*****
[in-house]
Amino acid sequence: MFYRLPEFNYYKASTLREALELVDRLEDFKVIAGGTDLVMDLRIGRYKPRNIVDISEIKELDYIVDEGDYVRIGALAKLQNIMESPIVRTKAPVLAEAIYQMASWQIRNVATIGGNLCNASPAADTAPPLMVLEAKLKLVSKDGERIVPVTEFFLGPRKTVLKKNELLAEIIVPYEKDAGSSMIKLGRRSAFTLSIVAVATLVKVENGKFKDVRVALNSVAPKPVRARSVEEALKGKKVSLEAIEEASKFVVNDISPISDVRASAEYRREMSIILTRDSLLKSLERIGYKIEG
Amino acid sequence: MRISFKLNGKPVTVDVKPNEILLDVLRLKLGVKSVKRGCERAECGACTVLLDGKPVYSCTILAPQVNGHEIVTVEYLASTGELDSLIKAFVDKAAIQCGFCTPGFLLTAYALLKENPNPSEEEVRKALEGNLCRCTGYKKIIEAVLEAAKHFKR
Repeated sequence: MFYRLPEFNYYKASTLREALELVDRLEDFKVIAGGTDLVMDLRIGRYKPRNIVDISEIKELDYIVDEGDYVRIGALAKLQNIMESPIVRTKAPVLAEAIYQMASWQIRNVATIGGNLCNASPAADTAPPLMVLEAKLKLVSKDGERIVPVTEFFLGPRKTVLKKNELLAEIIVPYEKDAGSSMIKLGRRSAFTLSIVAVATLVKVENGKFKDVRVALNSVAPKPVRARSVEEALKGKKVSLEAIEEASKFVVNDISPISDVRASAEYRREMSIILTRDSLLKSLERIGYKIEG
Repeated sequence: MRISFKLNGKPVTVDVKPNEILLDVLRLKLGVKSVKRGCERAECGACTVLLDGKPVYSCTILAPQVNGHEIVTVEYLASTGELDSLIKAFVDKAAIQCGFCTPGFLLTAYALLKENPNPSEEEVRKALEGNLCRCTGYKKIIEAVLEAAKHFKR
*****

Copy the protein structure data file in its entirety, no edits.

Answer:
[in-house]
Amino acid sequence: MFYRLPEFNYYKASTLREALELVDRLEDFKVIAGGTDLVMDLRIGRYKPRNIVDISEIKELDYIVDEGDYVRIGALAKLQNIMESPIVRTKAPVLAEAIYQMASWQIRNVATIGGNLCNASPAADTAPPLMVLEAKLKLVSKDGERIVPVTEFFLGPRKTVLKKNELLAEIIVPYEKDAGSSMIKLGRRSAFTLSIVAVATLVKVENGKFKDVRVALNSVAPKPVRARSVEEALKGKKVSLEAIEEASKFVVNDISPISDVRASAEYRREMSIILTRDSLLKSLERIGYKIEG
Amino acid sequence: MRISFKLNGKPVTVDVKPNEILLDVLRLKLGVKSVKRGCERAECGACTVLLDGKPVYSCTILAPQVNGHEIVTVEYLASTGELDSLIKAFVDKAAIQCGFCTPGFLLTAYALLKENPNPSEEEVRKALEGNLCRCTGYKKIIEAVLEAAKHFKR
Repeated sequence: MFYRLPEFNYYKASTLREALELVDRLEDFKVIAGGTDLVMDLRIGRYKPRNIVDISEIKELDYIVDEGDYVRIGALAKLQNIMESPIVRTKAPVLAEAIYQMASWQIRNVATIGGNLCNASPAADTAPPLMVLEAKLKLVSKDGERIVPVTEFFLGPRKTVLKKNELLAEIIVPYEKDAGSSMIKLGRRSAFTLSIVAVATLVKVENGKFKDVRVALNSVAPKPVRARSVEEALKGKKVSLEAIEEASKFVVNDISPISDVRASAEYRREMSIILTRDSLLKSLERIGYKIEG
Repeated sequence: MRISFKLNGKPVTVDVKPNEILLDVLRLKLGVKSVKRGCERAECGACTVLLDGKPVYSCTILAPQVNGHEIVTVEYLASTGELDSLIKAFVDKAAIQCGFCTPGFLLTAYALLKENPNPSEEEVRKALEGNLCRCTGYKKIIEAVLEAAKHFKR